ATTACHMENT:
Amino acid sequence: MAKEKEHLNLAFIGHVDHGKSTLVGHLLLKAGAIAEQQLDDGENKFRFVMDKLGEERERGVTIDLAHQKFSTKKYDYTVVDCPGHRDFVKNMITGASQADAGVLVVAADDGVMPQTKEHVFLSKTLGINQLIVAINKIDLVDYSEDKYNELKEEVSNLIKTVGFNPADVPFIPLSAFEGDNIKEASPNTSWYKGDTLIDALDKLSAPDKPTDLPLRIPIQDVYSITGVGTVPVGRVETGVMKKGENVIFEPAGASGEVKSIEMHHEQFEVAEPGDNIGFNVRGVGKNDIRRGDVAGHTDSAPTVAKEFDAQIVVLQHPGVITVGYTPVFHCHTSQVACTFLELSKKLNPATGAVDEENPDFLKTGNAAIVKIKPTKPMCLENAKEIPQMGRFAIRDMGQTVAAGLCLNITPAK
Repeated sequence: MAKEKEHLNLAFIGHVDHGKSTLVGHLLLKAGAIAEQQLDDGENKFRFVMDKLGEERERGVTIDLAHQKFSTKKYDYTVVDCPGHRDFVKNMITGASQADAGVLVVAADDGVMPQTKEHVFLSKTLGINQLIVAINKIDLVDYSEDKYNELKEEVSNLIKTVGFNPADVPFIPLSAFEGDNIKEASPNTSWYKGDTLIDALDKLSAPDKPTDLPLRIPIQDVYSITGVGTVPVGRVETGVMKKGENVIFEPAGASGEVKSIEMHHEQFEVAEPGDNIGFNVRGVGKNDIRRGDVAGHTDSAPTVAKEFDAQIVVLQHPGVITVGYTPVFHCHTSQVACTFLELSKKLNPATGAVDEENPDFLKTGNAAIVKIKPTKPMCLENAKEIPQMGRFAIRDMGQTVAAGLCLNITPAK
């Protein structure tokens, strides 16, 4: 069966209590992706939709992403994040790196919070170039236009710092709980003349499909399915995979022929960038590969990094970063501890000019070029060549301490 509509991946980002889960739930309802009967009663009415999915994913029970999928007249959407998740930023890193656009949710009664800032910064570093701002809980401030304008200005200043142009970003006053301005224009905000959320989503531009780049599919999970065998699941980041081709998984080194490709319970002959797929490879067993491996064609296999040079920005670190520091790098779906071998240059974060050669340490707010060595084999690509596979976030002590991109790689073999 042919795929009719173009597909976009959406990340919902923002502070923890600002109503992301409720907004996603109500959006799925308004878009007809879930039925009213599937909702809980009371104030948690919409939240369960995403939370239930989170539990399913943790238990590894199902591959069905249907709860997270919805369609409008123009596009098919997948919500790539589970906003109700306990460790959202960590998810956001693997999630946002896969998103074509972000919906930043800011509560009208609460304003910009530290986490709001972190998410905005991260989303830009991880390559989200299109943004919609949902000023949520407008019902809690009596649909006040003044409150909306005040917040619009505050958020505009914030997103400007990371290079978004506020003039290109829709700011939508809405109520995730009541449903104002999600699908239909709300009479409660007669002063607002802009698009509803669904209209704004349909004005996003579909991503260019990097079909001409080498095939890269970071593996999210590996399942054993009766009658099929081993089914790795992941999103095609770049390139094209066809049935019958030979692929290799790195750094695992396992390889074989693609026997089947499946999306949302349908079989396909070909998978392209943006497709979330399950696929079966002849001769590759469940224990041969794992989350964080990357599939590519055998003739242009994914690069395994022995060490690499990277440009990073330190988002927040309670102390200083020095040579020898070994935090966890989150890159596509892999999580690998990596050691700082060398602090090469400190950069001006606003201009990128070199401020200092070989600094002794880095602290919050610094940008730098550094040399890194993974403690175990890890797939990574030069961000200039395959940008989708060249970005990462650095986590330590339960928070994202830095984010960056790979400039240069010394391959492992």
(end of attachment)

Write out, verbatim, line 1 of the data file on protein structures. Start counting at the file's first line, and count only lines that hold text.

Amino acid sequence: MAKEKEHLNLAFIGHVDHGKSTLVGHLLLKAGAIAEQQLDDGENKFRFVMDKLGEERERGVTIDLAHQKFSTKKYDYTVVDCPGHRDFVKNMITGASQADAGVLVVAADDGVMPQTKEHVFLSKTLGINQLIVAINKIDLVDYSEDKYNELKEEVSNLIKTVGFNPADVPFIPLSAFEGDNIKEASPNTSWYKGDTLIDALDKLSAPDKPTDLPLRIPIQDVYSITGVGTVPVGRVETGVMKKGENVIFEPAGASGEVKSIEMHHEQFEVAEPGDNIGFNVRGVGKNDIRRGDVAGHTDSAPTVAKEFDAQIVVLQHPGVITVGYTPVFHCHTSQVACTFLELSKKLNPATGAVDEENPDFLKTGNAAIVKIKPTKPMCLENAKEIPQMGRFAIRDMGQTVAAGLCLNITPAK